The traditional bone-in ham provides maximum flavor and classic presentation. Not only does meat on the bone typically cook slower than boneless meat, it also can cook more evenly since the bone conducts heat. Also, proteins like albumin and collagen in the bone release gelatin, which adds substance and a rich mouthfeel. Most importantly, as any serious home cook can testify, the ham bone produces an excellent soup that serves as a vehicle for beans or split peas.

Bone-in ham is best for: classic table presentation; slow, even cooking; soup lovers

Boneless spiral ham and slices served on a white platter with grapes and sliced citrus fruit as garnish.
Boneless Spiral Ham

What is Spiral Ham the Best for?

A spiral-sliced ham may be the best type of ham for those who are not fond of the task of carving. The smoked ham is placed on a spit and rotated against a blade while moving lengthwise, so it’s sliced in a spiral, right to the bone. It is nearly impossible to spiral cut a ham at home; this is best left to the professionals! But once you have one, all you have to do is cut along the bone, and perfect ready-to-eat slices fall right off the spiral cut ham! Plus, if you have a glazed ham or “honey ham”, the spiral slicing makes it easy for some of that sweet, delicious honey glaze to find its way inside the meat.

Spiral ham is best for: convenient serving; maximum glaze penetration

A glazed Sliced Ham next to a round of Baby Swiss Cheese, cut to show the holes, with slices on a platter.

Is Boneless Ham the Best?

While a spiral-sliced ham is about as convenient as it gets, a boneless ham gives you perfect slices…and no waste whatsoever. You can carve off a perfect ham steak in seconds, even though it won’t have the distinctive center bone many people love. This is the best type of ham to use for chicken cordon bleu or for the sandwich lover; pair it with a nice wheel of Swiss cheese, and you’ve got lunch handled for the next week! Some companies even spiral-slice a boneless ham for maximum convenience and glaze penetration, producing the best of both convenient worlds. A boneless ham may also be the best ham for Thanksgiving, as it’s so easy to serve when you already have a turkey to carve…and the sandwiches are perfect for the evening football game!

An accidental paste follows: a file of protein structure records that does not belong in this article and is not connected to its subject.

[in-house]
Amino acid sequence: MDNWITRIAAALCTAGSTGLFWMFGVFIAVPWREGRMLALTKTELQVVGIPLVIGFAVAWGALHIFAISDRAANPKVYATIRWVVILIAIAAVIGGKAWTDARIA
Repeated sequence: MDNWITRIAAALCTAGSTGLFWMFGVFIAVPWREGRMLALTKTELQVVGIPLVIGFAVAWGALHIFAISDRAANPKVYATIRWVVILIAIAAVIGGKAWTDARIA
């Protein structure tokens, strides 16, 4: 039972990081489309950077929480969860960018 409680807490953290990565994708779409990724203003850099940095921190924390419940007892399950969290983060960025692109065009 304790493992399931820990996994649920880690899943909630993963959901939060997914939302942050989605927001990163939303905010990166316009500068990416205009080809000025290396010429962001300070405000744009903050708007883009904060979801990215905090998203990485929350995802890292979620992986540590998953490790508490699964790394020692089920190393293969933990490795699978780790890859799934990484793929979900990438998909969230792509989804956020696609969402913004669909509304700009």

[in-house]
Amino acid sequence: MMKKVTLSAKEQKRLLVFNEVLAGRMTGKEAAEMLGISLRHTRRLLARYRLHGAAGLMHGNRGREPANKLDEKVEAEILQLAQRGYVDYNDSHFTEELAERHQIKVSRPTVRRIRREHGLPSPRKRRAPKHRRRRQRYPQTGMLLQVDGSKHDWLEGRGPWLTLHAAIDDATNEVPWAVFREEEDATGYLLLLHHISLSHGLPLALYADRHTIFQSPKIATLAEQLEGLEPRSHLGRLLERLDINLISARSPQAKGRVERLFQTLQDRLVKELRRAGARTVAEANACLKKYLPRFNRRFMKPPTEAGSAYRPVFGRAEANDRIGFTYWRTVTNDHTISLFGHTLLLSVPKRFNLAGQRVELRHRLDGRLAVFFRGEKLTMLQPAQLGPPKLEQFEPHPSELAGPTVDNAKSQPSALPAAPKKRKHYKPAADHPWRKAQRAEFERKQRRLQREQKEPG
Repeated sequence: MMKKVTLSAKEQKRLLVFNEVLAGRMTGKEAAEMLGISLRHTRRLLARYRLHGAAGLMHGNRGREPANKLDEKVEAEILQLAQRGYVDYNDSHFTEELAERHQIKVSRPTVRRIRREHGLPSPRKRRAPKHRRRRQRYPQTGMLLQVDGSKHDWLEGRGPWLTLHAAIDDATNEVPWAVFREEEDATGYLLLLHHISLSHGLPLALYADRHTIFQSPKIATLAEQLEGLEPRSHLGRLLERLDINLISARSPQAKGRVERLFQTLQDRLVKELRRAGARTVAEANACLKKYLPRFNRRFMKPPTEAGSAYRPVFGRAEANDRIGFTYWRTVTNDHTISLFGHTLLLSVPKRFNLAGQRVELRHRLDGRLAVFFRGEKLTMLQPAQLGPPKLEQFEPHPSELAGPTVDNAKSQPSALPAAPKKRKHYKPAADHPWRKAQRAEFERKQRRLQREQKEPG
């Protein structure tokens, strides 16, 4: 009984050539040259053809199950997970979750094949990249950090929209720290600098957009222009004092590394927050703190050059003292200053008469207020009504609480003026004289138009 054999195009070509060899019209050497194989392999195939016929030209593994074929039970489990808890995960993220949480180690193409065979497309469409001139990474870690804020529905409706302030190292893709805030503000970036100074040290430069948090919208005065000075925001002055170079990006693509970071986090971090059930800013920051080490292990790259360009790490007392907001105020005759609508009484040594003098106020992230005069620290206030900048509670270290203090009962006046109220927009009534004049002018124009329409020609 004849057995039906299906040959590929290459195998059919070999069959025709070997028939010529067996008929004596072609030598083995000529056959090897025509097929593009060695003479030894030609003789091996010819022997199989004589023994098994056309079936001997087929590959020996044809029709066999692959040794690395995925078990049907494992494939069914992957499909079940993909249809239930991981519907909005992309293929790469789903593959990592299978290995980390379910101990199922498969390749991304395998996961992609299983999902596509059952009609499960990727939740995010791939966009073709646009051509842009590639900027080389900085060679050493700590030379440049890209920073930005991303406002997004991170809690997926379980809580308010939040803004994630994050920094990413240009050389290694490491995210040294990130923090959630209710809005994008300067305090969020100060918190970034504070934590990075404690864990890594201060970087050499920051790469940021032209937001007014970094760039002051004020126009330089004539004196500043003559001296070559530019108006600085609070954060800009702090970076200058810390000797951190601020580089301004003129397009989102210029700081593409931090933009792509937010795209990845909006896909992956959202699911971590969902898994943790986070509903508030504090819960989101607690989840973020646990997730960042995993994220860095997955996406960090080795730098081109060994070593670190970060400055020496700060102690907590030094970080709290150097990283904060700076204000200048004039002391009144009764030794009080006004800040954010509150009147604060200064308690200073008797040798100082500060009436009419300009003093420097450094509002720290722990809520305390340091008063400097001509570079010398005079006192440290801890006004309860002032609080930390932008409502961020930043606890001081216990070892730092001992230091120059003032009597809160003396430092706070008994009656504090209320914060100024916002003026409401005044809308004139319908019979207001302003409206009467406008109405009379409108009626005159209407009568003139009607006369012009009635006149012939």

Boneless ham is best for: convenient serving; zero waste; sandwich lovers

Boneless spiral sliced ham
Boneless Spiral Sliced Ham

How Much Ham Will Feed 3, 6, or 12 People?

One common question is how much ham is required per person, or how many pounds per person? Most people eat around ⅓ pound of ham, so if you’re serving boneless ham to 12 people, a 4-pound ham will do the trick. With a bone-in ham, you have to add extra for the bone; allow ½ pound per person, or a 6-pound bone-in ham. Factor in more if you want those great leftovers!

We have another helpful article with tips on how to bake a ham, carve it, and serve it as part of a traditional Easter ham dinner menu. (As an added bonus, these tips also work for Christmas ham.) If you’re an adventurous cook and want to try cooking your ham on the grill, you’ll want to go with a bone-in ham. Grilling a spiral-sliced ham on the rotisserie is a recipe for disaster, but it can certainly be done in a foil pan over indirect heat.

Once you’ve chosen the best type of ham for your holiday feast, save some money on it with a Swiss Colony coupon.

Comments (2)

Nadya Eckart

I would love to have a print out of this — Please

Anna Dereich

my sons just received one of their gifts, the other pkgs have not arrived yet. already there is an argument. they received the masterpiece ham friday. she said it should be frozen to xmas. he said it is cured so it can just stay in the refreg. i don’t know what the problem is. i think he just wants to dive into it and she wants to wait. i always get the 100. ham so theres plenty and i add some of your other goodies which everyone loves. thank you anna dereich, 622 stuart st, freberg va, 22401